Davisville, Feb. 7, 2022: Anne Hance, who helped start Explorit

This interview with the late Anne Hance, who died in August 2019, first aired on Nov. 27, 2017.

Anne Hance lived an interesting life. A zoologist by training, she grew up in England during World War II, came to Davis in 1968, co-founded and helped lead the Explorit Science Center for a third of a century … and those details are just part of her story. She also had the most wonderful voice. We talk with her on today’s program.

Davisville, Jan. 24, 2022, updating a top UC research story: How cattle plus seaweed will help the climate

You might remember this story from all the attention it got in spring 2021: Research at UC Davis says that adding small amounts of a certain seaweed to cows’ diets reduces the methane they produce by up to 82 percent. This change in diet could do a lot to help the climate, because cattle and other ruminants produce about 5 percent of greenhouse gases in the United States.

The University of California says this work was one of its 10 best UC research stories for 2021. Today we update the story with UC Davis Animal Science Prof. Ermias Kebreab, who explains the research, its value in feeding people and reducing climate change, and how far along they are in bringing their work to market.

Davisville, Jan. 10, 2022: Catching up with Jonathan Edwards — the one from Davis

Today we talk with Jonathan Edwards, a reporter for the Davis Enterprise a dozen years ago who joined the Washington Post last July after working for news outlets in Nebraska and Virginia. We talk about differences in reporting, objectivity, establishing credibility when audiences are polarized, and what he learned in Davis all those years ago.

He also has a good story about the experience of sharing his name with other people, including the North Carolina senator who ran for vice president in 2004, the current governor of Louisiana, the musician who created the hit song “Sunshine” in 1972, and the influential 18th century American revivalist preacher who wrote Sinners in the Hands of an Angry God. The title inspired an English teacher to have a little fun when handing classwork back to Jonathan at Davis High School.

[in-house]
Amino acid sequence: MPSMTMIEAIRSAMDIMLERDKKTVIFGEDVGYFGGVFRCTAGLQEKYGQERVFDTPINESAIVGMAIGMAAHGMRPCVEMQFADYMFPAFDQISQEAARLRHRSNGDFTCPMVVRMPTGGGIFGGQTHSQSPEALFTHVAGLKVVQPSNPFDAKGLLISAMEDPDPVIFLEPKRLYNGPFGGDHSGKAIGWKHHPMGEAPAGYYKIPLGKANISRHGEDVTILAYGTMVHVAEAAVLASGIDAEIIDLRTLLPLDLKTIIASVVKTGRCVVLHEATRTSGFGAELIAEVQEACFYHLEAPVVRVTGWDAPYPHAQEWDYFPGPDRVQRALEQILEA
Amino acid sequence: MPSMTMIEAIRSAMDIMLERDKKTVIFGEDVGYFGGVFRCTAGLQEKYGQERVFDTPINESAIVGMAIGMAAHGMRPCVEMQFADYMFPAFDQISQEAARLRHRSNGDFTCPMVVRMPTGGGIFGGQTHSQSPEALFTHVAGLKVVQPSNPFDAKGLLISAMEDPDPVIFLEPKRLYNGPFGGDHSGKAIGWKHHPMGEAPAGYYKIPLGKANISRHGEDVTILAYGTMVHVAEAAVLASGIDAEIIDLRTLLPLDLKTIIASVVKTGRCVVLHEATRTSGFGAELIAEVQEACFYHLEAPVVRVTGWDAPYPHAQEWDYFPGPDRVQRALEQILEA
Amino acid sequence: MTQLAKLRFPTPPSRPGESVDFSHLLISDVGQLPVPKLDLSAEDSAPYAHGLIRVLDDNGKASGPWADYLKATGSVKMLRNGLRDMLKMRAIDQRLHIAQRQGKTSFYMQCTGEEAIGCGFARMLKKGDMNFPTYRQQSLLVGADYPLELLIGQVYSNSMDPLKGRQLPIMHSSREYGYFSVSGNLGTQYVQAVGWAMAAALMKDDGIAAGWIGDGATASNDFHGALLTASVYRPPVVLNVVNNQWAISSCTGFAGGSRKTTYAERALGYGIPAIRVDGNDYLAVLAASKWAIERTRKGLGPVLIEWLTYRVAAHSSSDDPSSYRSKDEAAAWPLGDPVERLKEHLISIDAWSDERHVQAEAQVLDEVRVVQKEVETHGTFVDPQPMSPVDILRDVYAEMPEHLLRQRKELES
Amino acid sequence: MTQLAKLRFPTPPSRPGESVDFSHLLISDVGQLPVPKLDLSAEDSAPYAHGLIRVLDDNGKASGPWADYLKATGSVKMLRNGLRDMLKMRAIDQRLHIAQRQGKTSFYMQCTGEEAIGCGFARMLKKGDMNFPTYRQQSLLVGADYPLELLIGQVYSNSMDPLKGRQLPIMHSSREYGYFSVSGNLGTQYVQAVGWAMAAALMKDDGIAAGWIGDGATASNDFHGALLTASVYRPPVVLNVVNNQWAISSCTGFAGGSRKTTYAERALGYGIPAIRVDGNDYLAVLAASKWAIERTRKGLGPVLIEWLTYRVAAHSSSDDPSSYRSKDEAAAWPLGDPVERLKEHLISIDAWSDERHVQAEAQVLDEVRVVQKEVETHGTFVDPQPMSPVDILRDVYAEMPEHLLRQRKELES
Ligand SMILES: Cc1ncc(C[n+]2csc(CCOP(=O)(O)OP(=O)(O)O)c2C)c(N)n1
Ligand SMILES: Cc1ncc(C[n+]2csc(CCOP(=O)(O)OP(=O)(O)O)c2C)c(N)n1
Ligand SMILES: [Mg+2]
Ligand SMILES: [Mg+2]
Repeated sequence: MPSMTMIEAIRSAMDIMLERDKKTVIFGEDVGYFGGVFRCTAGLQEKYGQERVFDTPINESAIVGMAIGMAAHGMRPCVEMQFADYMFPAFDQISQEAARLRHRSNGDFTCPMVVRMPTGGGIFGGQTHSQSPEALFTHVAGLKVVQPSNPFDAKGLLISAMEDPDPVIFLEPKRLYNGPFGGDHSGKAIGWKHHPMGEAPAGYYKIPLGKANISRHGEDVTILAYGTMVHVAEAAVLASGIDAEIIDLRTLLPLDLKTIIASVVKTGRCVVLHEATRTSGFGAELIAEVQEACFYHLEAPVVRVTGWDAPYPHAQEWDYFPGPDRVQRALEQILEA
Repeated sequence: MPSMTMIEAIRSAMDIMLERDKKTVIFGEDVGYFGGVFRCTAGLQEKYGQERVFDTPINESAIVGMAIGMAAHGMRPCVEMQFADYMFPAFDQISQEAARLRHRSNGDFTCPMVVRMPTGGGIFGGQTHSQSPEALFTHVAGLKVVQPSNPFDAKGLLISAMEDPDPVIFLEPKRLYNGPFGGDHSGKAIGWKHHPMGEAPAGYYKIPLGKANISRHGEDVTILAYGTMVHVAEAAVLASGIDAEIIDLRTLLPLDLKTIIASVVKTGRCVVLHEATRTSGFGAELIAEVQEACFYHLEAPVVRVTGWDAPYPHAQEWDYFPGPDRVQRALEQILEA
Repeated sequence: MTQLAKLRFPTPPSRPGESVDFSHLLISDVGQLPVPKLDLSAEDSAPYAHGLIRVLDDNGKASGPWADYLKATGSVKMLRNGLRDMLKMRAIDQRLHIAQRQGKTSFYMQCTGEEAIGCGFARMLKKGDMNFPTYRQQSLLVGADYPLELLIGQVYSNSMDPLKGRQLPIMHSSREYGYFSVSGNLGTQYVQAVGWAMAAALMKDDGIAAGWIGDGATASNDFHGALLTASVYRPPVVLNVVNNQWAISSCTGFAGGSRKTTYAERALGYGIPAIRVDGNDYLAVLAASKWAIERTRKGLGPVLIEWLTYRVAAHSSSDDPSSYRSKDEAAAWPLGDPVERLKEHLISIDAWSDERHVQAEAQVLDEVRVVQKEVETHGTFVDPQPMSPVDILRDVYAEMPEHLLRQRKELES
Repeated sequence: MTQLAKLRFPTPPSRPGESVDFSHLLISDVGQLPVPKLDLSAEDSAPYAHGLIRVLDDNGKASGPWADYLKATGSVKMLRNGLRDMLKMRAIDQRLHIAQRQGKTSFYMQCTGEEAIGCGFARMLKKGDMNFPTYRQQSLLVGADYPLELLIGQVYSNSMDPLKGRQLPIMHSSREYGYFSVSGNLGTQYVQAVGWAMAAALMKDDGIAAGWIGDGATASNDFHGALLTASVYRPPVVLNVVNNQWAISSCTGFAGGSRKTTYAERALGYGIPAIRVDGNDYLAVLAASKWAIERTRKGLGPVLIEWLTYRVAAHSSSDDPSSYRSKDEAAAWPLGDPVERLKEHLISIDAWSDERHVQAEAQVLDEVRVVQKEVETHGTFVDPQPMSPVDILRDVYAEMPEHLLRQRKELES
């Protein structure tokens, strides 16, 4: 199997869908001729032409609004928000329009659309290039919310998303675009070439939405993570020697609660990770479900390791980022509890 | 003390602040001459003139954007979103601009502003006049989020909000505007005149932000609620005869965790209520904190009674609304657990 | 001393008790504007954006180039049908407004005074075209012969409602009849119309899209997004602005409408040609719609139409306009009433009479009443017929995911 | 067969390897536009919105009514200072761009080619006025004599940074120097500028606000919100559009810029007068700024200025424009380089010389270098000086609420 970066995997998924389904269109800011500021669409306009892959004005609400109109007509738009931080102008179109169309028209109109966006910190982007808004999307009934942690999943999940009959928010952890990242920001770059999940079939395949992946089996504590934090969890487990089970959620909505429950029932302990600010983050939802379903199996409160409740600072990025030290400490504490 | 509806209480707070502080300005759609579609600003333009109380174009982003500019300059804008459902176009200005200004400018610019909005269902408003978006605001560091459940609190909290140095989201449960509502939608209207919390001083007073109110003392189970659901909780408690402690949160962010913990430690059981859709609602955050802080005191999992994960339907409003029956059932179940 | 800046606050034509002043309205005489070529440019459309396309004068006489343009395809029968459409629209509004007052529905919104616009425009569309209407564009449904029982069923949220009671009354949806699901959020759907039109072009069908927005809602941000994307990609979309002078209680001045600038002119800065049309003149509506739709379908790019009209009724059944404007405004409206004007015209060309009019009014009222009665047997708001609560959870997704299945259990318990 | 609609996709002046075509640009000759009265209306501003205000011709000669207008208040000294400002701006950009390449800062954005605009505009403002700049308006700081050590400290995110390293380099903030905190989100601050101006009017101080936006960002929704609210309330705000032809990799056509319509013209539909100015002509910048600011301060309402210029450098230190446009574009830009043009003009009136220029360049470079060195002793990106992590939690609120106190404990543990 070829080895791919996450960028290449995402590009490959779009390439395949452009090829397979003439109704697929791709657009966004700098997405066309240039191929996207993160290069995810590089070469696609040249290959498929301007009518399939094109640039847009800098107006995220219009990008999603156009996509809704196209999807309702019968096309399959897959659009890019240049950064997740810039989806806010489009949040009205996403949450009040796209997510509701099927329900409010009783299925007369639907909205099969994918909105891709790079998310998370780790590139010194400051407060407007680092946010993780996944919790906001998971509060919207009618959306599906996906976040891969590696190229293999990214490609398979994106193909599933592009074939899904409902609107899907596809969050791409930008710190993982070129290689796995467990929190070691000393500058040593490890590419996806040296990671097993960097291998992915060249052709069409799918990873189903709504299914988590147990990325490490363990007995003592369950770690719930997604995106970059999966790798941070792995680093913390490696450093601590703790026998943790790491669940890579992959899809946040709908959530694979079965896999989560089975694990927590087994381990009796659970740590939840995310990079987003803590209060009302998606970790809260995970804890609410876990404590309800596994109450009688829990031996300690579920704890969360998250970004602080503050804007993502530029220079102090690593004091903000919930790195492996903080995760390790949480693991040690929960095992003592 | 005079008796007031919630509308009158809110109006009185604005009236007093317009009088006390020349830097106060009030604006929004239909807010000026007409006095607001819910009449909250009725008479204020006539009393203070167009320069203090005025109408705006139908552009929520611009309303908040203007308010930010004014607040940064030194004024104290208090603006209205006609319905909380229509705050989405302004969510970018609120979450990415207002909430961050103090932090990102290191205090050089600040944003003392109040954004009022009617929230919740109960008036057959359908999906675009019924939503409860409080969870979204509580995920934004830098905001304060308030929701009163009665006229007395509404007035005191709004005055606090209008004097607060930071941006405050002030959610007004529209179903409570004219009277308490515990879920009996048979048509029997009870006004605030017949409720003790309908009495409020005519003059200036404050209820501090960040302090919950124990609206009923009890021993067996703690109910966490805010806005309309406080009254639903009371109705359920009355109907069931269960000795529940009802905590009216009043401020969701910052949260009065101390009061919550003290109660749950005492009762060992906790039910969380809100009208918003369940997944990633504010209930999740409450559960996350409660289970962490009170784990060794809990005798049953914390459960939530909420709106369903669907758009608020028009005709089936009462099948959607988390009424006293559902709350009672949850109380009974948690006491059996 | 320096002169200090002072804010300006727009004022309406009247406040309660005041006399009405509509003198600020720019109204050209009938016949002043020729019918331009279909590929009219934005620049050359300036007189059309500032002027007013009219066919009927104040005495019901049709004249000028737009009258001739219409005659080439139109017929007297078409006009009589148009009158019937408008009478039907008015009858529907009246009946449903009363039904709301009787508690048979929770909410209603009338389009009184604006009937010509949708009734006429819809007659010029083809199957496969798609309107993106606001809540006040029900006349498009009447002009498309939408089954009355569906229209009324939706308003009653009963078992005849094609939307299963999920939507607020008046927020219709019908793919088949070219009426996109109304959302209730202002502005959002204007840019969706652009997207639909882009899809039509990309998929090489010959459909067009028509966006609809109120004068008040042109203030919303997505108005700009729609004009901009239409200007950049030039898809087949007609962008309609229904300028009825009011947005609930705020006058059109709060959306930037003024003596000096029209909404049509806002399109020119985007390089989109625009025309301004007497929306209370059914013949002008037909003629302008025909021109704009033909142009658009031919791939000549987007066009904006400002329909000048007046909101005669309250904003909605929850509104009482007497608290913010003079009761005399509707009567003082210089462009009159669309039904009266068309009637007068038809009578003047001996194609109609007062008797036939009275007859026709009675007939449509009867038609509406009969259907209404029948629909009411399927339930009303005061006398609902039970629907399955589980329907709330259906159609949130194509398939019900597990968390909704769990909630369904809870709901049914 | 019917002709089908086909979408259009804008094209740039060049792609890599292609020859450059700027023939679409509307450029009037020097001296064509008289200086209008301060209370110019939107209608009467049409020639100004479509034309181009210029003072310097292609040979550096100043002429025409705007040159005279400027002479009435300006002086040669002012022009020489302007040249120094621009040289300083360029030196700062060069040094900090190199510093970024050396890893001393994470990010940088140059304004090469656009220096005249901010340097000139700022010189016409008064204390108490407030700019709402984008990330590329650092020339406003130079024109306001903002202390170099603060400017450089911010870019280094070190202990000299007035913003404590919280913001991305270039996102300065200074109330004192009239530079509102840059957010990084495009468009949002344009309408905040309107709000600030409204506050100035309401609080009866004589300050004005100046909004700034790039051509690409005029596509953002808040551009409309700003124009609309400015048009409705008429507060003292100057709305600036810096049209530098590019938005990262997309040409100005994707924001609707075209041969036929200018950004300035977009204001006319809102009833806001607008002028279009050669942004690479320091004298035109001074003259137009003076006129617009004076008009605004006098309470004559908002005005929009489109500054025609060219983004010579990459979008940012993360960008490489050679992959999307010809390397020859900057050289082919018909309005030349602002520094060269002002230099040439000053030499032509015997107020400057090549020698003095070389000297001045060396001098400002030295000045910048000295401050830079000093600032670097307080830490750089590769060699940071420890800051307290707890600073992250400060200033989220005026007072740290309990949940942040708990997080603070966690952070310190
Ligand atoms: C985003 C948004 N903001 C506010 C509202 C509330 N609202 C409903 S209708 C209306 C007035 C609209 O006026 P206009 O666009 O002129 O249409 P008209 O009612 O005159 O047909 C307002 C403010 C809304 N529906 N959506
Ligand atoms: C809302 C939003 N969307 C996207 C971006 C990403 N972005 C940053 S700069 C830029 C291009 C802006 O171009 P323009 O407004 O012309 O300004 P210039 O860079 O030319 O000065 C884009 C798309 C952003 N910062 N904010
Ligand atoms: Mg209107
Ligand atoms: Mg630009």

Davisville, Dec. 27, 2021: ‘Carol’ is more than an ornament, plus prospects for more theater in Davis

Few things created in 1843 are still relevant, but A Christmas Carol still is. One of the lasting versions of Charles Dickens’ classic story is the adaptation that today’s guest, Richard Hellesen, wrote for the Sacramento Theatre Co. in 1987. Its latest run wrapped up this month. Today we talk with Richard about what he calls the “pure luck” that landed him the offer to write the play, why Carol is timely, and why & how Davis could become more of a regional center for live theater. UC Davis, where Richard studied, is a catalyst.

Davisville, Dec. 13, 2021: For decades, they’ve been making a ‘magic match’ in Davis each December

Every December, the volunteers for STEAC’s Holiday Program clear out a big room at the First Baptist Church in west Davis, fill the space with boxes of donated food and gifts, and then give it all away in a few hours, this year to 475 low-income families and singles in Davis. Today’s Davisville focuses on the program and the nonprofit behind it.

This is a story about people, Davis, adaptation, the pandemic, bringing donors and recipients closer together, changing demographics, poverty, relief, logistics, food, gifts — and a growing need, matched by a growing willingness to meet that need. We talk with Kelly Coleman, who runs the Holiday Program; Liane Moody, the Short Term Emergency Aid Committee's executive director; and two of the volunteers who worked on this year’s distribution day, Saturday, Dec. 11.